So it’s time for a new tub. This is a fun process, but there are a few things to keep in mind when picking out the perfect tub for your spa like soaking experience. Tubs generally come in a few standard lengths and a small variety of widths.
Let’s talk about tub lengths for a moment. The standard lengths are 60”, 66” and 72”. A common builder’s tub space size space is 72” and so you might naturally assume a 72” tub is the best size to get. Bigger is better, right? Well, with tubs, not really.
If you are sitting in a tub, full of water, that is too long for you, you are in a state of constantly trying not to drown. You must be able to plant your feet at the end of the tub in order to relax in the tub. Even a 66” tub is sufficient for most men!
You should sit in different size tubs, to see for yourself. Find a showroom where you can sit in tubs to see what is best for you. Remember, the back rests on tubs will also vary, what is the most comfortable for one person, is the worst position for someone else. Armrests are another consideration. Some people love them, others don’t need them. With our aging population, sometimes they aid in getting our feet back under ourselves when it is time to get out. If you don’t have armrests, you are using the rim of the tub to haul yourself up. A long way to reach with your hands if your tub is quite deep.
Then there is the width option. Many older homes only have space for a 30” wide tub. These generally are not bad as a tub, for most people. However, if the client requires armrests, these narrow down the amount of hip width that is available to sit in, which can be problematic for some people. A 30” wide tub also makes for a very narrow shower space, particularly with doors, which are very unforgiving when elbows hit them.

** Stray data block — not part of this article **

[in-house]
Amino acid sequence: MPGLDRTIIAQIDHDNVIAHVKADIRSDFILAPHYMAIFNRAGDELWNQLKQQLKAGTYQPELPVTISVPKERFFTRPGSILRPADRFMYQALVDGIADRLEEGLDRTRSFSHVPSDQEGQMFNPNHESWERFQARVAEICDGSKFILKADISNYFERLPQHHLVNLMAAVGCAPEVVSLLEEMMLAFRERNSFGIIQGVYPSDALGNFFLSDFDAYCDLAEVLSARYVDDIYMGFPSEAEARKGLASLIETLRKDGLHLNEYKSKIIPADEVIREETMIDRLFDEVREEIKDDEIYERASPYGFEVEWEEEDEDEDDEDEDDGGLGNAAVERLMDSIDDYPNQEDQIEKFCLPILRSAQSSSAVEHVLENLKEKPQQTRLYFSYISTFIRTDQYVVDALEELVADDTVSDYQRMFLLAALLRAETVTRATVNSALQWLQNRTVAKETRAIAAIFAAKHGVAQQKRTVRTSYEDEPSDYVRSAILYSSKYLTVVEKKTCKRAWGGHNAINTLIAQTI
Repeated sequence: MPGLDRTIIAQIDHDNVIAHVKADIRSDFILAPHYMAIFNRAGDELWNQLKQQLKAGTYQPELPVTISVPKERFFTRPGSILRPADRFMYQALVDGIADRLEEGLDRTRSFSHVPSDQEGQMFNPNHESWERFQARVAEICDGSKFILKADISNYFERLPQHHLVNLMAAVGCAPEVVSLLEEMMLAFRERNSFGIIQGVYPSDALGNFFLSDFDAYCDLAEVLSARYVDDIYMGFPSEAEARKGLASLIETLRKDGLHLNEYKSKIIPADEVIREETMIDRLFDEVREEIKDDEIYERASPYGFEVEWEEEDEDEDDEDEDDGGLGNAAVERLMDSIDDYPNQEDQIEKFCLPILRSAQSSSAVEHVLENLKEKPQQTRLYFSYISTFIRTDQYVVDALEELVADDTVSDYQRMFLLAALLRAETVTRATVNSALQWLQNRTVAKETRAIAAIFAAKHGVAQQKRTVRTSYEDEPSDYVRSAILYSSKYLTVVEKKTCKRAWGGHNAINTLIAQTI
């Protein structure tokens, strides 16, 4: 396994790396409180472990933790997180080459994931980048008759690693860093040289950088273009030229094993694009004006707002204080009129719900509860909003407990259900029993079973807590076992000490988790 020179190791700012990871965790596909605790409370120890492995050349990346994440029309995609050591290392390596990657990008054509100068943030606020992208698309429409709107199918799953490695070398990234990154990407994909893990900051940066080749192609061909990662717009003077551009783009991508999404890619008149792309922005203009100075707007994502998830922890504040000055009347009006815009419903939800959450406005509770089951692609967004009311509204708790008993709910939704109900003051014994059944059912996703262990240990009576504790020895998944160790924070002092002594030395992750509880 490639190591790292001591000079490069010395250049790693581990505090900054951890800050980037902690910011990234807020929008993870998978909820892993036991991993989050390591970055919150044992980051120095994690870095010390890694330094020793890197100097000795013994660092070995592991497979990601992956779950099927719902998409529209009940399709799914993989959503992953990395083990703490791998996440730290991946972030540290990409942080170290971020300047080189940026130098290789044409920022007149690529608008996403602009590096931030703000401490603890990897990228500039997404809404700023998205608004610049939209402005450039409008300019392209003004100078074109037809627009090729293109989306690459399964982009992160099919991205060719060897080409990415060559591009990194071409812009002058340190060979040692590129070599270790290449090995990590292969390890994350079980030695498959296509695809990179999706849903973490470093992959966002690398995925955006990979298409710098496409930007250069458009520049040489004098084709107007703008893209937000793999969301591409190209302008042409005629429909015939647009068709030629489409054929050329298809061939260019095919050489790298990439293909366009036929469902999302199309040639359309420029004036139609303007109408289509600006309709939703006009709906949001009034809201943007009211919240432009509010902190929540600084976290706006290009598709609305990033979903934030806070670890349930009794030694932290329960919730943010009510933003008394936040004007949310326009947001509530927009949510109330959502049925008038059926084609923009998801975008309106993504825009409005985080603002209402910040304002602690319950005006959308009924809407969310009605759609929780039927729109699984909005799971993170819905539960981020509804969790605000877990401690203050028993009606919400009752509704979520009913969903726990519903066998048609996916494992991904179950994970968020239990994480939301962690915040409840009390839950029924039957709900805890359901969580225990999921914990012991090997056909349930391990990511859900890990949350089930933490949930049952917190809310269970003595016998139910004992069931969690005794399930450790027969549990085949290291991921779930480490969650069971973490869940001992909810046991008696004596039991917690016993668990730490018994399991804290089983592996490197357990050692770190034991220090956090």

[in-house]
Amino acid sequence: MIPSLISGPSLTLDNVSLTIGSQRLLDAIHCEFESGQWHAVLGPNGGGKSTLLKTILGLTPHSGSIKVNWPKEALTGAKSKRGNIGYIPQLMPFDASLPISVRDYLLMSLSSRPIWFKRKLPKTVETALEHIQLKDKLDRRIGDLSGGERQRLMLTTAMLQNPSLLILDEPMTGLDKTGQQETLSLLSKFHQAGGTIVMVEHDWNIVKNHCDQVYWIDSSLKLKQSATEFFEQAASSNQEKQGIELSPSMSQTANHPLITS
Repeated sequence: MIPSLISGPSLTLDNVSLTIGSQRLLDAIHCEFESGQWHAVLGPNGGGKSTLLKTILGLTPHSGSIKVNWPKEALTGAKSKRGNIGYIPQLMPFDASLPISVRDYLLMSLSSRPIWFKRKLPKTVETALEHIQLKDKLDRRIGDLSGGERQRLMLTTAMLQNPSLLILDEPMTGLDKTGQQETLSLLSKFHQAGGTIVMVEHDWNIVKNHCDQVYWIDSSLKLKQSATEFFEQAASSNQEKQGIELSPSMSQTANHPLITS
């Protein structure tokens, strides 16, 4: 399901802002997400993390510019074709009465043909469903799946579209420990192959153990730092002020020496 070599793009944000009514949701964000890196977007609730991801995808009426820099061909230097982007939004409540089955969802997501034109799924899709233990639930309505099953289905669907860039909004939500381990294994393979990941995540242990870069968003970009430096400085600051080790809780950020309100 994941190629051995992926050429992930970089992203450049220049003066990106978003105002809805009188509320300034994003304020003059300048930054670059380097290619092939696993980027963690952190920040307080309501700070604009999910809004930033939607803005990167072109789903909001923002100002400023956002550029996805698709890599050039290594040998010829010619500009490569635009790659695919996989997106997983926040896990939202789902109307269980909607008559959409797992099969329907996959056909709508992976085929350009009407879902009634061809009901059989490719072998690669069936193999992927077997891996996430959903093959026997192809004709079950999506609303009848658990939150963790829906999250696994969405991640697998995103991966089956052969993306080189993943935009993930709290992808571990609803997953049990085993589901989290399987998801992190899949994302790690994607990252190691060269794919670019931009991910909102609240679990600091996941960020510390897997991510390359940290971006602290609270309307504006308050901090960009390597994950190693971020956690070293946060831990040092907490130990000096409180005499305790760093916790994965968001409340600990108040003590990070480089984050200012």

The next width is 32”. Some manufacturers actually charge less for this slightly larger tub, than they do for the 30”. There is more call for the 32” size now, as they are, in so many ways, a more comfortable size, both for bathing and for showering.
Then there are the 34” and 36” widths; much less commonly used, but available in some models.
Tub depths also vary from shallow excuses for tubs (9” – 11”), and soakers (17” and up.). Keep in mind that when you are looking at the depth of the tub, you should also look at the water depth. The water depth is dictated by the height of the overflow inside the tub. And the height of these holes will vary. In fact, some very ingenious manufacturers have come up with ways to give us even more depth by installing horizontal overflows in some of their tubs.
Keep in mind, the larger the tub you have, the more water that will be required to fill it – so check your hot water tank size.